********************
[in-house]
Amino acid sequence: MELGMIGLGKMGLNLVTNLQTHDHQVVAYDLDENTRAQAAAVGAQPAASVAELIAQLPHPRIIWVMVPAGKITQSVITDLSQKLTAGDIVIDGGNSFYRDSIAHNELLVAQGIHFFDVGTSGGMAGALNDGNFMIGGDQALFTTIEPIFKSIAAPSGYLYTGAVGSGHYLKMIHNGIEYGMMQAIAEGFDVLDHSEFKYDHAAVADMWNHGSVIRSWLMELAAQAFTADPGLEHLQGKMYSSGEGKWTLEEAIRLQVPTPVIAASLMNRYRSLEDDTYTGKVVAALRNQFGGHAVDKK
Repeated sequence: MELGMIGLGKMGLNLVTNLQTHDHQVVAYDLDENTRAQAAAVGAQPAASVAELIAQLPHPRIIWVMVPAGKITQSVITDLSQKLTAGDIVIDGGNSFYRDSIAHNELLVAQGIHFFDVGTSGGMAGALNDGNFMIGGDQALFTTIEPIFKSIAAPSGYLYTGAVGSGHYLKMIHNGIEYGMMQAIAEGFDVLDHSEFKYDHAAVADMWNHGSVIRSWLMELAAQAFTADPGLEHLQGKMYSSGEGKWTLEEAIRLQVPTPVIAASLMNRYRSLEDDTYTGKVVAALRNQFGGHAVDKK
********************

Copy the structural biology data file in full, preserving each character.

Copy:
[in-house]
Amino acid sequence: MELGMIGLGKMGLNLVTNLQTHDHQVVAYDLDENTRAQAAAVGAQPAASVAELIAQLPHPRIIWVMVPAGKITQSVITDLSQKLTAGDIVIDGGNSFYRDSIAHNELLVAQGIHFFDVGTSGGMAGALNDGNFMIGGDQALFTTIEPIFKSIAAPSGYLYTGAVGSGHYLKMIHNGIEYGMMQAIAEGFDVLDHSEFKYDHAAVADMWNHGSVIRSWLMELAAQAFTADPGLEHLQGKMYSSGEGKWTLEEAIRLQVPTPVIAASLMNRYRSLEDDTYTGKVVAALRNQFGGHAVDKK
Repeated sequence: MELGMIGLGKMGLNLVTNLQTHDHQVVAYDLDENTRAQAAAVGAQPAASVAELIAQLPHPRIIWVMVPAGKITQSVITDLSQKLTAGDIVIDGGNSFYRDSIAHNELLVAQGIHFFDVGTSGGMAGALNDGNFMIGGDQALFTTIEPIFKSIAAPSGYLYTGAVGSGHYLKMIHNGIEYGMMQAIAEGFDVLDHSEFKYDHAAVADMWNHGSVIRSWLMELAAQAFTADPGLEHLQGKMYSSGEGKWTLEEAIRLQVPTPVIAASLMNRYRSLEDDTYTGKVVAALRNQFGGHAVDKK